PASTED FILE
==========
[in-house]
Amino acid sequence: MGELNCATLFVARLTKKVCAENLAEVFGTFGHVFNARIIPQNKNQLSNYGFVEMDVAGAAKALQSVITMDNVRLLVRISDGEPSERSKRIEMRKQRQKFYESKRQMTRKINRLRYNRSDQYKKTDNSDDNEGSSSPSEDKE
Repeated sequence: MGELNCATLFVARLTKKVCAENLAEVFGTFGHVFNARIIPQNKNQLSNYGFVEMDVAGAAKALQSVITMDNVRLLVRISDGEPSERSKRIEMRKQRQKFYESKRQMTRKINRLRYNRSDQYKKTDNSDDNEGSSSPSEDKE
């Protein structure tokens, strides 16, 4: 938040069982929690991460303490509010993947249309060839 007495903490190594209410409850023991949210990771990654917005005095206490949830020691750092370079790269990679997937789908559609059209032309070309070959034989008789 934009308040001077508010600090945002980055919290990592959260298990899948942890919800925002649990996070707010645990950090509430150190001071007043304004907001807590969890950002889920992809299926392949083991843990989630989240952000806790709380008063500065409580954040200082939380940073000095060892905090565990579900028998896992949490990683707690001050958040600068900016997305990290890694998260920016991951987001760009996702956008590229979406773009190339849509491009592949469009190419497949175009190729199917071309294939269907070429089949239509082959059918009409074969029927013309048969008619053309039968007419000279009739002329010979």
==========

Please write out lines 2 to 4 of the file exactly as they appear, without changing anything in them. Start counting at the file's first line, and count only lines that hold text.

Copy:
Amino acid sequence: MGELNCATLFVARLTKKVCAENLAEVFGTFGHVFNARIIPQNKNQLSNYGFVEMDVAGAAKALQSVITMDNVRLLVRISDGEPSERSKRIEMRKQRQKFYESKRQMTRKINRLRYNRSDQYKKTDNSDDNEGSSSPSEDKE
Repeated sequence: MGELNCATLFVARLTKKVCAENLAEVFGTFGHVFNARIIPQNKNQLSNYGFVEMDVAGAAKALQSVITMDNVRLLVRISDGEPSERSKRIEMRKQRQKFYESKRQMTRKINRLRYNRSDQYKKTDNSDDNEGSSSPSEDKE
């Protein structure tokens, strides 16, 4: 938040069982929690991460303490509010993947249309060839 007495903490190594209410409850023991949210990771990654917005005095206490949830020691750092370079790269990679997937789908559609059209032309070309070959034989008789 934009308040001077508010600090945002980055919290990592959260298990899948942890919800925002649990996070707010645990950090509430150190001071007043304004907001807590969890950002889920992809299926392949083991843990989630989240952000806790709380008063500065409580954040200082939380940073000095060892905090565990579900028998896992949490990683707690001050958040600068900016997305990290890694998260920016991951987001760009996702956008590229979406773009190339849509491009592949469009190419497949175009190729199917071309294939269907070429089949239509082959059918009409074969029927013309048969008619053309039968007419000279009739002329010979």